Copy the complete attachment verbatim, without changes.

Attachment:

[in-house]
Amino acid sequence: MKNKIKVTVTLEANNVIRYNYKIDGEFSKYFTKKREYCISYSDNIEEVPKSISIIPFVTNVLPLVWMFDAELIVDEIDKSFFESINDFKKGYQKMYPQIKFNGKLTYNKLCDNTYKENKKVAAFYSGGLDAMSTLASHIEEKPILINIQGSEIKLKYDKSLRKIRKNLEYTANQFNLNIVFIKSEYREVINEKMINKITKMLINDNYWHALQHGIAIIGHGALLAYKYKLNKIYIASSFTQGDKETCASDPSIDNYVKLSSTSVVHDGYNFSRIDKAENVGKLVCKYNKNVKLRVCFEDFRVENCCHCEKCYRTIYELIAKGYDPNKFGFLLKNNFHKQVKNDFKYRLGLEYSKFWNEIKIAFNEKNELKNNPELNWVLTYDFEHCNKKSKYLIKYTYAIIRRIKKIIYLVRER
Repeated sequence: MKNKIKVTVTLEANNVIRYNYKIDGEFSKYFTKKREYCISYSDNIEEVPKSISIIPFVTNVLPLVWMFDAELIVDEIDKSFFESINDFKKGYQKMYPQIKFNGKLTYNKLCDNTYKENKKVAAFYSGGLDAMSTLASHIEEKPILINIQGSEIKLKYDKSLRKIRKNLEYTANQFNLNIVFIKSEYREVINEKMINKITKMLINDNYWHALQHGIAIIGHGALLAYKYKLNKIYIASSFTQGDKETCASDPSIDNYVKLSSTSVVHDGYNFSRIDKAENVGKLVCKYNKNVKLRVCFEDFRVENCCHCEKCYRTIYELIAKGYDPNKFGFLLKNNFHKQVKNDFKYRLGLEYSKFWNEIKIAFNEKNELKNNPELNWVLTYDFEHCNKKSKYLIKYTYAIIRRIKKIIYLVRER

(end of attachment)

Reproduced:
[in-house]
Amino acid sequence: MKNKIKVTVTLEANNVIRYNYKIDGEFSKYFTKKREYCISYSDNIEEVPKSISIIPFVTNVLPLVWMFDAELIVDEIDKSFFESINDFKKGYQKMYPQIKFNGKLTYNKLCDNTYKENKKVAAFYSGGLDAMSTLASHIEEKPILINIQGSEIKLKYDKSLRKIRKNLEYTANQFNLNIVFIKSEYREVINEKMINKITKMLINDNYWHALQHGIAIIGHGALLAYKYKLNKIYIASSFTQGDKETCASDPSIDNYVKLSSTSVVHDGYNFSRIDKAENVGKLVCKYNKNVKLRVCFEDFRVENCCHCEKCYRTIYELIAKGYDPNKFGFLLKNNFHKQVKNDFKYRLGLEYSKFWNEIKIAFNEKNELKNNPELNWVLTYDFEHCNKKSKYLIKYTYAIIRRIKKIIYLVRER
Repeated sequence: MKNKIKVTVTLEANNVIRYNYKIDGEFSKYFTKKREYCISYSDNIEEVPKSISIIPFVTNVLPLVWMFDAELIVDEIDKSFFESINDFKKGYQKMYPQIKFNGKLTYNKLCDNTYKENKKVAAFYSGGLDAMSTLASHIEEKPILINIQGSEIKLKYDKSLRKIRKNLEYTANQFNLNIVFIKSEYREVINEKMINKITKMLINDNYWHALQHGIAIIGHGALLAYKYKLNKIYIASSFTQGDKETCASDPSIDNYVKLSSTSVVHDGYNFSRIDKAENVGKLVCKYNKNVKLRVCFEDFRVENCCHCEKCYRTIYELIAKGYDPNKFGFLLKNNFHKQVKNDFKYRLGLEYSKFWNEIKIAFNEKNELKNNPELNWVLTYDFEHCNKKSKYLIKYTYAIIRRIKKIIYLVRER